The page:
LIEBERMANN: In his element, Netanyahu has controlled the news agenda, making big announcements almost nightly. But in his get-out-the-vote push, he issued a warning to supporters of his Likud Party.

NETANYAHU (through translator): Don't sit at home, don't say it doesn't matter. It matters, all right. Right now we're losing. If you go out and vote Likud, then we'll win.

LIEBERMANN: Former Chief of Staff Benny Gantz has been polling neck and neck with Netanyahu. He has struggled to control the narrative and has not found a resounding message. Analysts have said his campaign is lackluster, and yet he's very much in this race. His main talking point, Netanyahu is a danger to democracy.

BENNY GANTZ, BLUE AND WHITE LEADER (through translator): Those who do not want to see a government that tramples on the principles of democracy must go out and vote Blue and White.

LIEBERMANN: Gantz served under Netanyahu as the Israeli military chief of staff, but now they are political enemies. These two men were separated by less than 15,000 votes in April's election. Both claimed victory that night and both men were, in the end, mistaken. Now it's round two, where a second chance to win also means another chance to lose.


LIEBERMANN: Netanyahu and Gantz both generally avoided media interviews in the early days of the campaign. But now that it's down to the wire, down to the last minute, they are both on a furious media blitz. Also turning to social media to get their message out. Polls open at 7:00 in the morning local time tomorrow. They close at 10:00 p.m. local time. And then the counting begins. By 6:00 or 7:00 in the morning on Wednesday morning, John and Erica, we should have a pretty good idea of how this race has turned out.

HILL: We will be watching for that. Oren, thank you.

A new "SNL" cast member under fire for racist Asian jokes. So why is Democratic presidential candidate Andrew Yang now coming to his defense? We discuss with Bill Carter, next.



HILL: Democratic presidential candidate Andrew Yang calling for people to forgive comments made by new "SNL" cast member Shane Gillis.


ANDREW YANG (D), PRESIDENTIAL CANDIDATE: I've experienced a lot of anti-Asian racism throughout my upbringing and it hurts, you know, and it's something that's very real. And I do think anti-Asian racial epithets are not taken as seriously as slurs against other groups. But at the same time, bigger picture, I believe that our country has become excessively punitive and vindictive about remarks that people find offensive or racist and that we need to try and move beyond that if we can.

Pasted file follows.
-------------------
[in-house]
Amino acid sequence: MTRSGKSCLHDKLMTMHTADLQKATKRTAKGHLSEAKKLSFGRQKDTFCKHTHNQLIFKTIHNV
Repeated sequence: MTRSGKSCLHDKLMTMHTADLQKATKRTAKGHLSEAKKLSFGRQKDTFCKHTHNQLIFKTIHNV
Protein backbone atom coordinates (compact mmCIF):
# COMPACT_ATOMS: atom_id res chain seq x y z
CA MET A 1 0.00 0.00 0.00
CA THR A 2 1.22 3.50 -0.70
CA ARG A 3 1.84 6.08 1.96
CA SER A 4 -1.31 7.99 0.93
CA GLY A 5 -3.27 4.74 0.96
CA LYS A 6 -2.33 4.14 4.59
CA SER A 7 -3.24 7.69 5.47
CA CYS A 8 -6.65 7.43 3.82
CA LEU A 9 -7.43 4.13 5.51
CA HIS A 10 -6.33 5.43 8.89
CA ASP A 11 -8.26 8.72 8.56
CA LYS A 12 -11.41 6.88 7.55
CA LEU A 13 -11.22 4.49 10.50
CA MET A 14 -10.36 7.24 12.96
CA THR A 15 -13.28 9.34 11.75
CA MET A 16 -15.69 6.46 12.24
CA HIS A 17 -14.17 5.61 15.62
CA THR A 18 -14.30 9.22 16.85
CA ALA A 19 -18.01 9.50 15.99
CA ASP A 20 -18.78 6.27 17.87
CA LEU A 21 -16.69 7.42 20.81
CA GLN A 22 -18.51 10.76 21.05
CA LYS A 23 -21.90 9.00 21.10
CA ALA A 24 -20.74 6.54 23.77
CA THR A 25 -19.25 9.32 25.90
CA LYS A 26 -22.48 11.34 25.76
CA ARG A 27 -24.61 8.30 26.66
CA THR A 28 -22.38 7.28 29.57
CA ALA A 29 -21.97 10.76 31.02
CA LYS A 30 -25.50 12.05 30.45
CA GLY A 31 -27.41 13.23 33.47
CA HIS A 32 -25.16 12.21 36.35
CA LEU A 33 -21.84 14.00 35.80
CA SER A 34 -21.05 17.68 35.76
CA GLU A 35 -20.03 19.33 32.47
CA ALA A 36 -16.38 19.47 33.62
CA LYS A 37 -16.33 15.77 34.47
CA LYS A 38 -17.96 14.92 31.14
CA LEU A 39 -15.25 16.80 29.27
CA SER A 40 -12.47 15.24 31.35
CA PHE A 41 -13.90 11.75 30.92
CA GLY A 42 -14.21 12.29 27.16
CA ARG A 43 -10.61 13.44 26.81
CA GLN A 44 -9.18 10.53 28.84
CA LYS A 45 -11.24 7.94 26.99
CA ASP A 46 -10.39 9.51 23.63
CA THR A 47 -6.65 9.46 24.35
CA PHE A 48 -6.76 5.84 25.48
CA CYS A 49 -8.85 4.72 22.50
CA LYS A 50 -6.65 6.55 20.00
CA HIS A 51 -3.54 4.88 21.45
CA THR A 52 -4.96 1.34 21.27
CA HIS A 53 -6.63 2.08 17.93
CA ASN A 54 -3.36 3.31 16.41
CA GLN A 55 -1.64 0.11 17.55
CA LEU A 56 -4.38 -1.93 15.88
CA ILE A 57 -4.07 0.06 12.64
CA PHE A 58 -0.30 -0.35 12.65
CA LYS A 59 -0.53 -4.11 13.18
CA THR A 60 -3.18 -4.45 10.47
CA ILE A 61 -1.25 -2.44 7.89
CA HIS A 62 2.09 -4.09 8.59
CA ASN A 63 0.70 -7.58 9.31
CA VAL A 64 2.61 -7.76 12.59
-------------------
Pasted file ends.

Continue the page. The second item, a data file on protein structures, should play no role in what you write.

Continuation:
HILL: "SNL," of course, announced the addition of Gillis last week. Almost immediately, videos began to circulate from his podcast where he also makes anti-Asian racist comments and uses racial slurs.

CNN media analyst Bill Carter joins me now. So as we look at all of this, Andrew Yang makes a really interesting point that, you know, there's this knee jerk reaction nowadays.


HILL: People are so quick to say, well, you said one thing back in the past and, you know, and perhaps maybe it was taken out of context. Not in this case.

CARTER: Not in this case, yes.

HILL: It does call into question, what is the balance in 2019 and how do you decide?

CARTER: Well, it -- it -- well, it's really an interesting challenge, especially for comedy. I mean comedy can be offensive and very funny. And I think that's acceptable. I've always felt that's acceptable. And -- but intolerance is not acceptable. And it depends on how you use it. And this did not seem especially funny to me the way he made these comments. It just sounds like he used the offensive word for the joke. That isn't particularly funny to me.

And I don't -- I don't know this guy. I'm not familiar with him. It's a -- it's an interesting thing to have a comic in his past doing something where you say, well, you know, like Trevor Noah had -- has some things he wrote on Twitter and it was kind of in the past.


And he's gotten on, you know, "The Daily Show" and he's done great and he's terrific. I think he's great. And maybe this guy would be great too. But these were very recent comments, so I think it's a little bit different. And the context is different for me.